It is often alleged that the historiography of Hindi literature did not objectively review and critique Kabir and dismissed him by describing him merely as a poet of “khandan-mandan” (one who puts forth only arguments and counterarguments). And in this context, the need for his objective assessment through OBC criticism is being emphasized. Your take?
Yes, that is true. But Kabir is a poet from another time, so is the novelist Premchand. They cannot be used as parameters for the evaluation of today’s OBC literature. This is modern Bahujan literature. How can Kabir be its parameter? Of course, Kabir can be critiqued and assessed in the historical context. As for the literature of the Backwards, it was written post Independence. Kabir lived much much earlier. Kabir was great. We should discuss him but not in the context of OBC literature. Ambedkar had said, “I have three gurus: Buddha, Kabir and Jotiba Phule.” But Kabir does not impress me much. He was basically a spiritual thinker. We are Dalit-OBC thinkers. Similarly, women’s discourse is also political, not spiritual. Bahujan literature is also not spiritual. The writers are writing about their rights, their oppression. I believe that linking Kabir with today’s Bahujan writers would not be doing injustice to Kabir but to the Bahujan writers. Today, we have to expand Bahujan Literature, critique it. We need not compare it with what Kabir had said. Those who want to confine Bahujan discourse to Buddha and Kabir want it to lose its way. Word is the biggest weapon of the writers from the OBC communities.
Jotiba Phule and Savitribai Phule were among those personalities who ushered in the modern age in India. They opposed the caste system and the brahmanical inertia. They advocated improvement in the economic condition of farmers. But why are both of them missing from the history of Hindi literature and criticism – and this, despite the fact that a large number of Hindi writers and critics were progressives?
If the Phule couple is missing from Hindi Literature it is because Hindi criticism has mainly been spiritual. It kept on revolving in the orbit of Hindu religion around Tulsi, Sur and Kabir. I don’t know when the critics and reviewers of Hindi literature will get rid of ancient spiritual gurus. That, even in the 21st century, the Untouchables cannot enter temples does not worry them. In a way, history and culture are tools of exploitation. A new India is being built after Independence but our Hindi writers are irresponsible. Independent India has failed to build an independent culture. Though I do not believe in God, I pray to him to free Hindi from Kabir and Premchand. Hindi literature is not idealistic. Much has been written against women, Dalits and Tribals in it. We have to reject it. A new way of thinking is not talked about. Our reviewers and critics do not know the problems that are confronting us. And that is why there is no new discourse. The Hindi critics have a closed mind; they are intellectual pygmies. Instead of grappling with cultural issues, they are obsessed with history and tradition. I reject them outright. Now, new critics should emerge from the ranks of Dalits, Tribals and women.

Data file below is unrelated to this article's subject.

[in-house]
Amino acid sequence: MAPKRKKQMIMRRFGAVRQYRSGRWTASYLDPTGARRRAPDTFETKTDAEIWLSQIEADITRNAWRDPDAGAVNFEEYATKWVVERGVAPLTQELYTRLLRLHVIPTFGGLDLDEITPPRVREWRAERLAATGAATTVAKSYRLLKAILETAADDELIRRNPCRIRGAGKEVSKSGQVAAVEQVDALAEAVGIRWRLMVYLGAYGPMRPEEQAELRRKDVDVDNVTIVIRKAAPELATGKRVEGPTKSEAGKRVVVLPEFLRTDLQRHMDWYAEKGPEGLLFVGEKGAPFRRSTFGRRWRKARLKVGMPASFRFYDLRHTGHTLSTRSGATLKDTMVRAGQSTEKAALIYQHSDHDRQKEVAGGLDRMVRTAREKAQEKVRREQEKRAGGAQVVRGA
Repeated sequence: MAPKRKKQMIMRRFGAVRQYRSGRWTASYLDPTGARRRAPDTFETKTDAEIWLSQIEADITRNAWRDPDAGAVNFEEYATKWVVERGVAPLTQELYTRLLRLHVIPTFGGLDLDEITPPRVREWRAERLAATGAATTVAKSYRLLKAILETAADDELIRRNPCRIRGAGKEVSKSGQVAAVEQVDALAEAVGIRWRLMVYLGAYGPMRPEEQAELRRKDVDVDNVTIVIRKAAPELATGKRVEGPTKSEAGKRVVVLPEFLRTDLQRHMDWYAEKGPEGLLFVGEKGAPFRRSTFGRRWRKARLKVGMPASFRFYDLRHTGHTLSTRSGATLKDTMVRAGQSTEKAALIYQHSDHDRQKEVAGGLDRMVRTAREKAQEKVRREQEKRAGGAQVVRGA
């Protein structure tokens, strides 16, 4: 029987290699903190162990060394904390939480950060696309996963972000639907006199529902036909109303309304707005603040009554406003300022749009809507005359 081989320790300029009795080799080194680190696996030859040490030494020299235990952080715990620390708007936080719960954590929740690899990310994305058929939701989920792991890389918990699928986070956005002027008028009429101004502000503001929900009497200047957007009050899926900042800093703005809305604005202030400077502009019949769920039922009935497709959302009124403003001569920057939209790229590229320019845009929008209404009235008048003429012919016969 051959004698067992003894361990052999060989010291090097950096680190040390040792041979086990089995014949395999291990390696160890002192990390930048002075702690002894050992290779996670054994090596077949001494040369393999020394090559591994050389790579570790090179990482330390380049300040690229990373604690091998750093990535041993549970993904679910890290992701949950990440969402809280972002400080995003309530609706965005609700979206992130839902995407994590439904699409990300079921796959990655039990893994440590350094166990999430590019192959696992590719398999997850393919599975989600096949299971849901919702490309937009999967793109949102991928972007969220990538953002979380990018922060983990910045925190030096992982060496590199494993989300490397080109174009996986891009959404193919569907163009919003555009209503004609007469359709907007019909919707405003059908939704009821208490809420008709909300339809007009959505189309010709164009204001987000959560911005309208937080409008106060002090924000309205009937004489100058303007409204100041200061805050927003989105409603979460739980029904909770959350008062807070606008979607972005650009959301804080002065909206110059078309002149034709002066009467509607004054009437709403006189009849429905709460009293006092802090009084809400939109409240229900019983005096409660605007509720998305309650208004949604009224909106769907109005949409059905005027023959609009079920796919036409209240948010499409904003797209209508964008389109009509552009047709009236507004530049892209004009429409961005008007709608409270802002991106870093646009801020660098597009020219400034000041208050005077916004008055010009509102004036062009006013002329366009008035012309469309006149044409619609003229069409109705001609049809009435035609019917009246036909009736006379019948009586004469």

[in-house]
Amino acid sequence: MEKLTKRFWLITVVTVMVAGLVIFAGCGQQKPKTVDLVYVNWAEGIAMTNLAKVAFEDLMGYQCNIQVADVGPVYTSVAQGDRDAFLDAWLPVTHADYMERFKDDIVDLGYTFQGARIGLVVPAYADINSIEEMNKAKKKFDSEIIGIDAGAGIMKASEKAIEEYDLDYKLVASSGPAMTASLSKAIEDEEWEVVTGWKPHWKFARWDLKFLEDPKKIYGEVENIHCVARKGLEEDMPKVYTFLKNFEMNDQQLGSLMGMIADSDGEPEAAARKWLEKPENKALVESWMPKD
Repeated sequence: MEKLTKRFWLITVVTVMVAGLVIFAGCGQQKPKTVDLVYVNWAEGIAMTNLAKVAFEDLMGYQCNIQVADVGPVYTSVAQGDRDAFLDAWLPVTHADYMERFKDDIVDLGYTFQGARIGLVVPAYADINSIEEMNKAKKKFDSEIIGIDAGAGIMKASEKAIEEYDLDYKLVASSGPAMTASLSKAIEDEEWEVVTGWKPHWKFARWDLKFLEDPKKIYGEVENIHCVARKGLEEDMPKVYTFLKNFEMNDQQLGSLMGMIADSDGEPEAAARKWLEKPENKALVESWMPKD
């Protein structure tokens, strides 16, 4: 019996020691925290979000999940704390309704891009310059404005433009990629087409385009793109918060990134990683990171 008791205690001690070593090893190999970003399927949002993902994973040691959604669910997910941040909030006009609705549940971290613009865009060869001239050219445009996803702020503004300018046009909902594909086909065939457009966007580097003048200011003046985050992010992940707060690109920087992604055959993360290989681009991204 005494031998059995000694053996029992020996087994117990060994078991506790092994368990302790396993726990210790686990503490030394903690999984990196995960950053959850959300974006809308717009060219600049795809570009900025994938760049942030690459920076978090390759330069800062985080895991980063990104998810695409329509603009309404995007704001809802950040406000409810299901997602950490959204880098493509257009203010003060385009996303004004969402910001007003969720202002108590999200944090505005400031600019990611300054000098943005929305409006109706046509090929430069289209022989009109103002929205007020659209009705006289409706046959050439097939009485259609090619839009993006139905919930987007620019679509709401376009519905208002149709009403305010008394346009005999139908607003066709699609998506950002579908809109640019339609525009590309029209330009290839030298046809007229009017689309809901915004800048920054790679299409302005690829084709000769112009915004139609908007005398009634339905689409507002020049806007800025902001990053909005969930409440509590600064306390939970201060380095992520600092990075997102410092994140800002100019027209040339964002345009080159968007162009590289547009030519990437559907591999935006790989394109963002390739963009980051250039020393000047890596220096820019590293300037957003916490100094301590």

In Hindi literature, the Bhakti, progressive and Nai Kahani movements were considered part of the mainstream but the Dalit, women’s and Tribal literature – that laid the foundation of social justice and equality – is still on the margins. Why is it so?Whether it is Bhakti or progressive or Nai Kahani Movements, they were all not mainstream movements but movements of the savarnas. Does mainstream mean Brahmin? I say it is wrong to consider them mainstream movements. Savarnas were dominating literature till recently. But now, writers have changed, their caste has changed, the caste of literature has changed, and the caste of thinkers has changed. Democracy has demolished the culture of inertia that was thousands of years old. Brahmins have lost their privileges. And that is why they are talking of mainstream and back-stream. What should have happened was that what was written by the others should have been considered mainstream. I put what is described as the mainstream literature in the dock. It is the stream of caste, it is a stream of confusion, it represents savarna mindset, it glorifies old traditions and wrong practices. Since only one caste had a monopoly over the acquisition of knowledge, what its members said or wrote was declared the mainstream. With the expansion of education, writers arose from different castes and the bastions of domination crumbled. Now they are in a state of panic. I want to make it clear that I am not saying that all Brahmin writers are casteist. I am only against the brahmanical system, not progressive Brahmins. Progressive thoughts could not transcend the boundaries of caste. I do not give any importance to such a mainstream; we do not need it. When the real mainstream is built, it will include Dalits, women, Tribals and all others.
What is the difference in the Dalit consciousness of Hindi and Marathi literature?
There are significant differences between Hindi and Marathi writers. Marathi writers are associated with a movement, hence they are aggressive. The Hindi writers are government servants. They are obsessed with the “mainstream” mindset. Hindi literature is not a rebel literature; it lacks the aggressiveness of Marathi literature. Unlike Marathi, Hindi literature has not given voice to the Dalit movement. Secondly, Hindi writers have the advantage of being close to the capital. We have to struggle hard. We have to struggle even to get our books published. This can be understood with an example. Om Prakash Valmiki became well known in the Hindi belt by only writing one book Jhoothan. I got recognition in Hindi after writing over a hundred books.
Kabir, Phule, Gandhi, Bhartendu, Maithilisharan Gupta, Jaishankar Prasad – all are credited with laying the foundations of Bahujan Literature. But as far as women’s emancipation is considered, except Phule, the credentials of all others are under a cloud. To what extent would the women’s discourse centred on their emancipation agree with these thinkers?Definitely all of them have been sources of inspiration but as far as women’s discourse is concerned, I believe that only Phule and Ambedkar can show us the way. Phule does not need any certificate for what he did for the emancipation of women. It is another matter that few in the Hindi belt know about him. That is because Hindi literature never took him seriously.
Published in the Bahujan Literary Annual May 2014 issue of the Forward Press magazine